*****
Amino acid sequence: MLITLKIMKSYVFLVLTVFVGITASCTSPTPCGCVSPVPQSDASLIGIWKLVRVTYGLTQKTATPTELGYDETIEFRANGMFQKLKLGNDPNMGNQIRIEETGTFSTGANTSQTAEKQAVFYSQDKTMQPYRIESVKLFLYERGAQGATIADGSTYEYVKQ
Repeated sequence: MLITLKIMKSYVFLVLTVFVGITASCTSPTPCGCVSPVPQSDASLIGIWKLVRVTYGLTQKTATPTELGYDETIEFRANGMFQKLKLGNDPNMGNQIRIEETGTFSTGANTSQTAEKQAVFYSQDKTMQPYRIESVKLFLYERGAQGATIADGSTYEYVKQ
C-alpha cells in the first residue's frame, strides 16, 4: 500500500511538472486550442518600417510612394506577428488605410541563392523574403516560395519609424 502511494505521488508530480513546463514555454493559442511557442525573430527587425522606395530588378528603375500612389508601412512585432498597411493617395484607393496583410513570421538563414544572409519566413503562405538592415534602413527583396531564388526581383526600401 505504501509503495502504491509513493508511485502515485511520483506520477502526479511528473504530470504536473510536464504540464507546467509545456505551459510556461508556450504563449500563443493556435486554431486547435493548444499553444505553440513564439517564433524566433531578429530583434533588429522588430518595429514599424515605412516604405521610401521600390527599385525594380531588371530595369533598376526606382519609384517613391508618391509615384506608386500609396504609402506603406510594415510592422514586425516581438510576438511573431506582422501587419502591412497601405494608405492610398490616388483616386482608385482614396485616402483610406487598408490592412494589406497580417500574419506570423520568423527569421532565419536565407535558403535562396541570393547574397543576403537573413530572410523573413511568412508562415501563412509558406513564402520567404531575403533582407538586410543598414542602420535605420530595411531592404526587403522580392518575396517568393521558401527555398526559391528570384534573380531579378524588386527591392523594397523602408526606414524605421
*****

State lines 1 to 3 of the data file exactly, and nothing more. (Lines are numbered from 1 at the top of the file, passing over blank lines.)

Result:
Amino acid sequence: MLITLKIMKSYVFLVLTVFVGITASCTSPTPCGCVSPVPQSDASLIGIWKLVRVTYGLTQKTATPTELGYDETIEFRANGMFQKLKLGNDPNMGNQIRIEETGTFSTGANTSQTAEKQAVFYSQDKTMQPYRIESVKLFLYERGAQGATIADGSTYEYVKQ
Repeated sequence: MLITLKIMKSYVFLVLTVFVGITASCTSPTPCGCVSPVPQSDASLIGIWKLVRVTYGLTQKTATPTELGYDETIEFRANGMFQKLKLGNDPNMGNQIRIEETGTFSTGANTSQTAEKQAVFYSQDKTMQPYRIESVKLFLYERGAQGATIADGSTYEYVKQ
C-alpha cells in the first residue's frame, strides 16, 4: 500500500511538472486550442518600417510612394506577428488605410541563392523574403516560395519609424 502511494505521488508530480513546463514555454493559442511557442525573430527587425522606395530588378528603375500612389508601412512585432498597411493617395484607393496583410513570421538563414544572409519566413503562405538592415534602413527583396531564388526581383526600401 505504501509503495502504491509513493508511485502515485511520483506520477502526479511528473504530470504536473510536464504540464507546467509545456505551459510556461508556450504563449500563443493556435486554431486547435493548444499553444505553440513564439517564433524566433531578429530583434533588429522588430518595429514599424515605412516604405521610401521600390527599385525594380531588371530595369533598376526606382519609384517613391508618391509615384506608386500609396504609402506603406510594415510592422514586425516581438510576438511573431506582422501587419502591412497601405494608405492610398490616388483616386482608385482614396485616402483610406487598408490592412494589406497580417500574419506570423520568423527569421532565419536565407535558403535562396541570393547574397543576403537573413530572410523573413511568412508562415501563412509558406513564402520567404531575403533582407538586410543598414542602420535605420530595411531592404526587403522580392518575396517568393521558401527555398526559391528570384534573380531579378524588386527591392523594397523602408526606414524605421